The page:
Originally published in Literary Hub.
It’s been a year since British-Jamaican author Andrea Levy died, leaving the world short one more literary icon. Learning of her death that day I was thrown into mourning for a woman I’d never met but who truly knew me as a Caribbean immigrant living abroad.
Much of Levy’s work reflects the experience of black Jamaican Britons, and the struggles of postcolonial immigrants facing exclusion from the British society they immigrated to from the so-called motherland. Levy’s own life history is often presented in her work, and a reflection of her second-generation experiences can be found in Fruit of the Lemon. Second-generation experiences, particularly for Caribbean immigrants, are similar in the US to the UK, as immigrants struggling with identity risk losing their own history through constant migration.
Although Fruit of the Lemon hasn’t garnered as much attention as Levy’s other work, Small Island, I identify most with this novel because of one particular scene I’m sure is familiar to many immigrants but is rarely explored in literature: encountering a non-immigrant’s detailed family history, the kind of home museum display that spans many generations.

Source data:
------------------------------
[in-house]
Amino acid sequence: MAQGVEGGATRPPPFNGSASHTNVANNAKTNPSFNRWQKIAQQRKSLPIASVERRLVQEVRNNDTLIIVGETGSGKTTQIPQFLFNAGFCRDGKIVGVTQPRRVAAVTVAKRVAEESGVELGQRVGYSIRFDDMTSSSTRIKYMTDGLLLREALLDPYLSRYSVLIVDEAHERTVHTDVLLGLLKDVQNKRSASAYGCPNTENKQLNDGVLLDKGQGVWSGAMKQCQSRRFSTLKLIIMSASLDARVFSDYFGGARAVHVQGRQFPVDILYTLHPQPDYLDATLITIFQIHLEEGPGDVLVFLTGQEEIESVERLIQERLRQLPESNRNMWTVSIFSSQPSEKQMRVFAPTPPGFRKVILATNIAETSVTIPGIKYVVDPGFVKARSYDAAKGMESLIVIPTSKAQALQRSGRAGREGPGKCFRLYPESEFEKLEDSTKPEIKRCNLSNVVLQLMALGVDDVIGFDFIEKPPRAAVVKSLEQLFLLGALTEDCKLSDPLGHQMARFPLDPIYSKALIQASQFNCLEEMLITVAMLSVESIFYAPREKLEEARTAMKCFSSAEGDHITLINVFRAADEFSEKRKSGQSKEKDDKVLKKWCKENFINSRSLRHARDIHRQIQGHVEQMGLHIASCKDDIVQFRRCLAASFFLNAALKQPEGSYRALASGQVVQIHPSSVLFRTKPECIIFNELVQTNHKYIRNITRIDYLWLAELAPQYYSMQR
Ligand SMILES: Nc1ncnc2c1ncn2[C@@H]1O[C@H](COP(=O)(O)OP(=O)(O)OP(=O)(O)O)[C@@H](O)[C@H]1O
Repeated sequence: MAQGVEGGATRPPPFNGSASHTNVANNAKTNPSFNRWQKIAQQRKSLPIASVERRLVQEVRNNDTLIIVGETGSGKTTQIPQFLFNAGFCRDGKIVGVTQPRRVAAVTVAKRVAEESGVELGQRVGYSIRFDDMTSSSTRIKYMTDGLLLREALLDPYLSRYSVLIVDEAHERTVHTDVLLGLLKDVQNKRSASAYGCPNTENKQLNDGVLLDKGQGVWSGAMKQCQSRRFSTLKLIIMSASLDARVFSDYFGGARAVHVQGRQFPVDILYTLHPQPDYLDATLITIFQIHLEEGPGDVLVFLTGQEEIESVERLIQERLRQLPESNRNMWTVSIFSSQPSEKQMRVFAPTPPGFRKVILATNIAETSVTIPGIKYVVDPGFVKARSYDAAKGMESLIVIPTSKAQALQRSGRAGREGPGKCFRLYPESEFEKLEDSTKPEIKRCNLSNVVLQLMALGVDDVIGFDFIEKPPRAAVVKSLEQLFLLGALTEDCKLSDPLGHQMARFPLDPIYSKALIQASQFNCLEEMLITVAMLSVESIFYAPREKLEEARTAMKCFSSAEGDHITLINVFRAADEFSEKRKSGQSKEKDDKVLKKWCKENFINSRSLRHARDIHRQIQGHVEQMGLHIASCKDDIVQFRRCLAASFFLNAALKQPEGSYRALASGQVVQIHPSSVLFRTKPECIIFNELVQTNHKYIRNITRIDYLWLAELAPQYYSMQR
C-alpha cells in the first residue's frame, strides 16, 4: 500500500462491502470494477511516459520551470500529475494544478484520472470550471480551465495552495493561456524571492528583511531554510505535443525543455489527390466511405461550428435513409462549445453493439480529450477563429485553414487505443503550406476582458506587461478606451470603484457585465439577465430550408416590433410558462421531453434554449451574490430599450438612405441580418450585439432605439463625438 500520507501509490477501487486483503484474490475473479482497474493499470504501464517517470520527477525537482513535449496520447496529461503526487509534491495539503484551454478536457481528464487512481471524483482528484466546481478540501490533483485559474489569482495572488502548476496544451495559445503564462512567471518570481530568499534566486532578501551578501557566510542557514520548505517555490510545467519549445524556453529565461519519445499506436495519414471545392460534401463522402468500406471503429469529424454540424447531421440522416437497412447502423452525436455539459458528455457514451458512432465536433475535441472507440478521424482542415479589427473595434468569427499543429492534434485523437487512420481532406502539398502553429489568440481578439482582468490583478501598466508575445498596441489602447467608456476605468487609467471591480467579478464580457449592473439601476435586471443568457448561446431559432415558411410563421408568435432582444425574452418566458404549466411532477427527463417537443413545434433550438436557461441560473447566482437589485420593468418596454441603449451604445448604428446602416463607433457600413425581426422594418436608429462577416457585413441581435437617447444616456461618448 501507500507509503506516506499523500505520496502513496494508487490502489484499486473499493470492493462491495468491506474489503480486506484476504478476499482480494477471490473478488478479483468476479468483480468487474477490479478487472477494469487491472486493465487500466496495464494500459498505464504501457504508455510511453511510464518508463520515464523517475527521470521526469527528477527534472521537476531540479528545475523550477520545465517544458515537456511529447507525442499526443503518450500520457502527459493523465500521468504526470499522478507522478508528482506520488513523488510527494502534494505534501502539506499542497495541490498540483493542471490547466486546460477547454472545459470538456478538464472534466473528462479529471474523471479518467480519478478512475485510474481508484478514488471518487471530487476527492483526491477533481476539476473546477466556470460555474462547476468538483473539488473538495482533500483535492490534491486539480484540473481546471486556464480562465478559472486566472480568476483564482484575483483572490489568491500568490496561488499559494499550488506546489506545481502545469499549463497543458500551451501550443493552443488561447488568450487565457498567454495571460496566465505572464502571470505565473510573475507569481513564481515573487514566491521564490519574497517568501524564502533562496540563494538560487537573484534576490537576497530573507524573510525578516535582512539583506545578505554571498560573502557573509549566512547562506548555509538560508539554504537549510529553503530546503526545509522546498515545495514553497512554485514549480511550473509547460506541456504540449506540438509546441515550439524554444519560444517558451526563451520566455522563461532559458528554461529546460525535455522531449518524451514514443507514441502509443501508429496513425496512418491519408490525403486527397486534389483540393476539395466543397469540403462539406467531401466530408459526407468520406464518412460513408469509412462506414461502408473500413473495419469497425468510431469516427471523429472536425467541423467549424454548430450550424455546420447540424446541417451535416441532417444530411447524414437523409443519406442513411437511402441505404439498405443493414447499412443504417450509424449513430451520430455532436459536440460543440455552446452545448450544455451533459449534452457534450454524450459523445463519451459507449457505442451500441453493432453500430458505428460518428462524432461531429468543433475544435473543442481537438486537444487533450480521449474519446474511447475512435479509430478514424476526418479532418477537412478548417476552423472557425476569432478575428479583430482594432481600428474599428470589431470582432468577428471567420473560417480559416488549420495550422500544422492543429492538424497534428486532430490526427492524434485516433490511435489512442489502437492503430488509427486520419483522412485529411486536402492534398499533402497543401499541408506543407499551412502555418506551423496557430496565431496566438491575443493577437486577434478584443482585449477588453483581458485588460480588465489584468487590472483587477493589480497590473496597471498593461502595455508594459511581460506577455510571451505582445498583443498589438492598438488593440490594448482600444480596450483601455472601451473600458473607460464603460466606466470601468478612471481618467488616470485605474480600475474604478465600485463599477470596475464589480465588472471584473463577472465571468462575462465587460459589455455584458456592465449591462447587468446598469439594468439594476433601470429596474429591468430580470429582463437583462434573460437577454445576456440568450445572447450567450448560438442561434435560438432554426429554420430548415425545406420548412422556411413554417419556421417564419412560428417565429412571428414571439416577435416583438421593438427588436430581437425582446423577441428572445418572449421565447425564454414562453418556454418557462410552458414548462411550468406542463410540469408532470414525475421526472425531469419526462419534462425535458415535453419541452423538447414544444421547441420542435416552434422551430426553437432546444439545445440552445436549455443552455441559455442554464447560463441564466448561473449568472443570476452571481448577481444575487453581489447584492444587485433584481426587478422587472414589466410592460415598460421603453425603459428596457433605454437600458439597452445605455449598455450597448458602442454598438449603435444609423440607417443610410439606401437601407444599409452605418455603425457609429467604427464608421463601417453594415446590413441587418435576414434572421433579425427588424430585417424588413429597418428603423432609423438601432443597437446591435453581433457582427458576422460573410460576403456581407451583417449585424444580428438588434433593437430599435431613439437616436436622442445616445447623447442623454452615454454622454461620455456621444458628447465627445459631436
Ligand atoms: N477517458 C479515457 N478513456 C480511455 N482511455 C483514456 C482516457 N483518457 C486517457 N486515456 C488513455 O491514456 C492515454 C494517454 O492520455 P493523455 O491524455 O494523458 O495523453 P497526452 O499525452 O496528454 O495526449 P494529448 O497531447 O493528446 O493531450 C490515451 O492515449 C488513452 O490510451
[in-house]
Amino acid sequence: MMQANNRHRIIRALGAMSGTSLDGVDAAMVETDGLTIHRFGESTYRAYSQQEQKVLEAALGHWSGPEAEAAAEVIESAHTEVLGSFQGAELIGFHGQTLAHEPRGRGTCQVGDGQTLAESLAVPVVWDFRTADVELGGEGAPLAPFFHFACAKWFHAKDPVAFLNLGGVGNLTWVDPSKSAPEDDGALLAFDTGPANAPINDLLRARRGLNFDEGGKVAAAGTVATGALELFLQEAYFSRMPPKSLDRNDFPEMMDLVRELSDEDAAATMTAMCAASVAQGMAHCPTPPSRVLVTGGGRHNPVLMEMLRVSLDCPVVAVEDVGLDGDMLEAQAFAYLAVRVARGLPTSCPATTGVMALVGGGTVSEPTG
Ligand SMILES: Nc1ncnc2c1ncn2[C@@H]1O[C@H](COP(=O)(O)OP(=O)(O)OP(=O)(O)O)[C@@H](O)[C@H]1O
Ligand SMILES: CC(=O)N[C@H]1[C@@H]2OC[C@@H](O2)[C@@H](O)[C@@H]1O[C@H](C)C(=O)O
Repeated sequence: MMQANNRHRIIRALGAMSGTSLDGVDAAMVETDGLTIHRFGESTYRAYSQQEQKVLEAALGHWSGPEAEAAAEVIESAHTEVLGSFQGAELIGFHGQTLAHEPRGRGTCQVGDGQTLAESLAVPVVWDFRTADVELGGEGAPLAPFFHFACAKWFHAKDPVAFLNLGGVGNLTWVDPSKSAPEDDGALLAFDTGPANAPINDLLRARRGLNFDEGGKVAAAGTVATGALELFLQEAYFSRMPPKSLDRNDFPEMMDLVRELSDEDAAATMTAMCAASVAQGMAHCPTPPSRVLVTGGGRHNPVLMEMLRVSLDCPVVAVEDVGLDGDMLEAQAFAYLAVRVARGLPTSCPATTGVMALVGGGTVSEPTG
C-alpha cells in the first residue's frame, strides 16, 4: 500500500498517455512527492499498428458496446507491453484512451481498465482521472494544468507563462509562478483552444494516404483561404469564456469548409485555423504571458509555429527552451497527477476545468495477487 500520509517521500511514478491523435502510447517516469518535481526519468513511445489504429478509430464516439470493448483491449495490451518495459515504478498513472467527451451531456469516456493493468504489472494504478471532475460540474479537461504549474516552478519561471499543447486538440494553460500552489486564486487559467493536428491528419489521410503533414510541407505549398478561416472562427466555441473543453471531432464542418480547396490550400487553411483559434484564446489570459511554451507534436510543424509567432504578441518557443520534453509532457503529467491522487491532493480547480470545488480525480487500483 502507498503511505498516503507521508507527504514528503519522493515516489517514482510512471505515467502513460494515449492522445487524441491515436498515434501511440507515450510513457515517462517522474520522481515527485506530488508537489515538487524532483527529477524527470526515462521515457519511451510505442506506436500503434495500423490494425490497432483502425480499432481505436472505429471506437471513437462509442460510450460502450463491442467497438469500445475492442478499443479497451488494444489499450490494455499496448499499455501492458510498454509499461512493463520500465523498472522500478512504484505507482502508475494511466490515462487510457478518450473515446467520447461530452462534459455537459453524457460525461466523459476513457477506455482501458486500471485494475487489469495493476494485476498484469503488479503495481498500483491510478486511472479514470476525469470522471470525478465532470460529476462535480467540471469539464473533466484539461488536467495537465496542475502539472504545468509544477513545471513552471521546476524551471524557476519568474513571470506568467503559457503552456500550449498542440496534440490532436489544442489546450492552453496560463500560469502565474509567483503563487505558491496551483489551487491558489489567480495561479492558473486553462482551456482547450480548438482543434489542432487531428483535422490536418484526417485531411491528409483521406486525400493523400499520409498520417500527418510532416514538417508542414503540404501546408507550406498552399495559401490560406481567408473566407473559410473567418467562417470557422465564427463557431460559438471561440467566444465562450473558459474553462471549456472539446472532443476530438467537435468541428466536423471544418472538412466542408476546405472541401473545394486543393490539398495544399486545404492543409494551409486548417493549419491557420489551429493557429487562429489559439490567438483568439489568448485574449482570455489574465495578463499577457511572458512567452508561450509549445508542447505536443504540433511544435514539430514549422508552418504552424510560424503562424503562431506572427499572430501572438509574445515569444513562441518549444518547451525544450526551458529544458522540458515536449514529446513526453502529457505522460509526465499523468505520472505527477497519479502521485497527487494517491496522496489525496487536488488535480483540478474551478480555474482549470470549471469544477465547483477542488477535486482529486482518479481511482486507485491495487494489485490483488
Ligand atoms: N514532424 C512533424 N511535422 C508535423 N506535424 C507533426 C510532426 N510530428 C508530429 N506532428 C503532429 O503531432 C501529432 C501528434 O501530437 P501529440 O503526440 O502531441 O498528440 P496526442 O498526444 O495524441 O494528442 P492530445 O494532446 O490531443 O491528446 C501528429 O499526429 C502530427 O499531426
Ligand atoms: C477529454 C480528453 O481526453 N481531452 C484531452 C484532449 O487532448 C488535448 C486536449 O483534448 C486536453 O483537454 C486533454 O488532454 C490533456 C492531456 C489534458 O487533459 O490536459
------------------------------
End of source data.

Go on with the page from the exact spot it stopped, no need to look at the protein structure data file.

Second-generation children of immigrants like Faith and myself often lose our history through our families’ transitions. Our families uproot themselves from their countries and lives—their stories, their culture—and leave their histories behind. The pressures of assimilation often force you to look forward rather than back. As they are forced to move from one place to the next, the only thing from their old lives in Faith’s parents manage to hang onto is a white ceramic dog.
Last year while in Rome, I visited a friend’s home and was awestruck to see his family lineage displayed around the house in the form of pictures and other detailed memorabilia, all of it telling the story of his Italian ancestry. It was my “Faith” moment, and it thrust me back into Levy’s novel, further forcing me to face the reality that I don’t know much about my own heritage. When I returned to New York, freshly energized by my friend’s relationship to his own family history, I bombarded my parents with questions and began recording whatever they were able to tell me.
“Jack Rock, they named that after your great-grandfather,” my father said proudly about a massive rock out in the ocean behind our home in Trinidad. “Did you know that?”